United Allegedly Throws Off Retired Professors After Flight Attendant Loses Their Boarding Passes

United Allegedly Throws Off Retired Professors After Flight Attendant Loses Their Boarding PassesUnited Allegedly Throws Off Retired Professors After Flight Attendant Loses Their Boarding Passes
Khier Casino
September 16, 2019
Two years after Dr. David Dao was forcibly dragged off a United Airlines flight, the airline is embroiled in yet another incident involving elderly passengers.
Dr. Jessie Au, 68, and her husband Dr. M.G. “Guill” Wientjes, 66, retired professors of pharmaceutics from Ohio State University who have been married for almost 40 years, told Forbes that they were kicked off a United flight on June 24.
The elderly couple was traveling from Washington D.C., where they were seeking research grants, to Los Angeles.
They claimed a flight attendant took both of their boarding passes and lost them, but the employee later reportedly said the couple was not carrying them.
A passenger sitting in the back of the plane found the passes on the floor, but Au, who is originally from Hong Kong, was yelled at after tapping the flight attendant’s elbow from her seat and resulted in the couple being removed from the plane for “no good reason.”
“The flight attendant and gate agent both yelled at us. We were traumatized. You could hear them screaming throughout the plane,” Au recounted.
Au and Wientjes were placed in a hotel provided by United and told they could travel on a later flight. But the woman claimed that her name was put on an internal watch list and questioned on later flights, according to the Daily Mail.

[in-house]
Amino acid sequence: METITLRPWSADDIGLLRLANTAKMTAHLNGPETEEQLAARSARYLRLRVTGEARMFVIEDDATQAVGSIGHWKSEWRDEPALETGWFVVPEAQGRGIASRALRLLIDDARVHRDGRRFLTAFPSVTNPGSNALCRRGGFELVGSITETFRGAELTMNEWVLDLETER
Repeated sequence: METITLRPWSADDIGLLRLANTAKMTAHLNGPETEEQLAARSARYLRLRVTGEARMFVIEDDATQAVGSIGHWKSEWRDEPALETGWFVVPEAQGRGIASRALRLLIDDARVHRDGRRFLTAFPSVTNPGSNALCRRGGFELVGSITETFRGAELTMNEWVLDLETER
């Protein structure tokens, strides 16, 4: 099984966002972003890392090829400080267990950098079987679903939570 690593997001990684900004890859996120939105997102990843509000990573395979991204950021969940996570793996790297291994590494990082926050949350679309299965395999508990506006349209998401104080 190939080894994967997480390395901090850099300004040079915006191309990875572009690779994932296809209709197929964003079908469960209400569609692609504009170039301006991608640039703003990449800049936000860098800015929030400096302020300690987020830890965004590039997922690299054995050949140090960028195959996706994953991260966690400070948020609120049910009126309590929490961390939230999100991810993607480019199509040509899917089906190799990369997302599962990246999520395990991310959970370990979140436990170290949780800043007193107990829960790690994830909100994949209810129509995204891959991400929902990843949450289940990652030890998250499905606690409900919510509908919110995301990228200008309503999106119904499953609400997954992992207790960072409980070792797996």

They were reportedly threatened to be banned from future United flights after the airline called the woman “belligerent” in a review following the incident.
Au claimed, “UA violated their Contract of Carriage that a seated passenger cannot be removed unless the passenger presents a security or safety risk.”
“The CEO and President of UA have repeatedly vowed to improve their service and make passengers feel good. We would like them to live up to their words and revise their policy and procedures so that what happened to us cannot happen to other passengers,” she added.
United claims they were in conversation with the couple in July.
“At United, we hold ourselves to the highest standards of professionalism. Following this issue, we reached out to our customers and our team to find out what happened,” a United spokesperson told NextShark via email.
However, the couple tells a different story. Au gave NextShark this statement:
“First, throughout the entire ordeal, no human beings from UA contacted us nor offered an apology for their employees’ mistakes or their mistreatment of us. This is in contrary to what UA said/implied to the Forbes writer (i.e., someone in UA contacted us to talk through the incident, which is untrue as all we had from them were the PIRC letters.) The only human contact we had with UA was an agent named Marcus who, the day after receiving the inquiry from the Forbes writer, called to inquire about the ‘ban’ I was subjected to in the two flights taken after the incident. Marcus stated that he had no knowledge about the incident. He called back a day or two later and indicated he was able to remove the ‘ban’ or to that effect. Second, the flight attendant yelled at us and threatened to remove us long before I tapped her elbow.